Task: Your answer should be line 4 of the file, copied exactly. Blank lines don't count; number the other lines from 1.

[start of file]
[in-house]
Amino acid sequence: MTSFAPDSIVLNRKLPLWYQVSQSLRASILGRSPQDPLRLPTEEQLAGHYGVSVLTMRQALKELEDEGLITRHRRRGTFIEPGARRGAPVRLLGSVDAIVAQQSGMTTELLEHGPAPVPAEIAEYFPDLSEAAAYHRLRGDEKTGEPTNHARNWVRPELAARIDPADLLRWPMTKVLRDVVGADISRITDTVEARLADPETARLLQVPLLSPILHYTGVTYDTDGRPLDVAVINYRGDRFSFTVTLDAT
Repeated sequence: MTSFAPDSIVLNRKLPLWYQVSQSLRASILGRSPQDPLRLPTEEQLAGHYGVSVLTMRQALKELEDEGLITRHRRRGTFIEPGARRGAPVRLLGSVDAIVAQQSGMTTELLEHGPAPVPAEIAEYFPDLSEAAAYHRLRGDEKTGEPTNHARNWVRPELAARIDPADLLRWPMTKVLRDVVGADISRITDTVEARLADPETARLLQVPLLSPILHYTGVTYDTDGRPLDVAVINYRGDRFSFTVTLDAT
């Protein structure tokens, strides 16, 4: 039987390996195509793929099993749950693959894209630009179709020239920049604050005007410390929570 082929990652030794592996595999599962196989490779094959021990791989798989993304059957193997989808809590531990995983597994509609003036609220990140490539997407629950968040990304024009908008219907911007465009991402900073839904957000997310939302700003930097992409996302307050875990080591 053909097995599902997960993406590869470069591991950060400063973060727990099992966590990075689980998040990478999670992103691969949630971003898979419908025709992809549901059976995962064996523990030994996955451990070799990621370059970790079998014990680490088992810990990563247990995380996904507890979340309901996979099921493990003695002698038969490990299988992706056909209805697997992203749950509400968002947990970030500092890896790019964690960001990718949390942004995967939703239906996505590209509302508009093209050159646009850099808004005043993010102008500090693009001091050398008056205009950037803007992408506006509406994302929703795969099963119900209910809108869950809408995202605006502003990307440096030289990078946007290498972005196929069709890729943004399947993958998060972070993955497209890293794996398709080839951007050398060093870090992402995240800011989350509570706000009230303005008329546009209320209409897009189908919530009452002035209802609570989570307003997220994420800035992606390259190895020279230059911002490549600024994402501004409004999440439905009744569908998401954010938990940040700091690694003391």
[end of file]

């Protein structure tokens, strides 16, 4: 039987390996195509793929099993749950693959894209630009179709020239920049604050005007410390929570 082929990652030794592996595999599962196989490779094959021990791989798989993304059957193997989808809590531990995983597994509609003036609220990140490539997407629950968040990304024009908008219907911007465009991402900073839904957000997310939302700003930097992409996302307050875990080591 053909097995599902997960993406590869470069591991950060400063973060727990099992966590990075689980998040990478999670992103691969949630971003898979419908025709992809549901059976995962064996523990030994996955451990070799990621370059970790079998014990680490088992810990990563247990995380996904507890979340309901996979099921493990003695002698038969490990299988992706056909209805697997992203749950509400968002947990970030500092890896790019964690960001990718949390942004995967939703239906996505590209509302508009093209050159646009850099808004005043993010102008500090693009001091050398008056205009950037803007992408506006509406994302929703795969099963119900209910809108869950809408995202605006502003990307440096030289990078946007290498972005196929069709890729943004399947993958998060972070993955497209890293794996398709080839951007050398060093870090992402995240800011989350509570706000009230303005008329546009209320209409897009189908919530009452002035209802609570989570307003997220994420800035992606390259190895020279230059911002490549600024994402501004409004999440439905009744569908998401954010938990940040700091690694003391």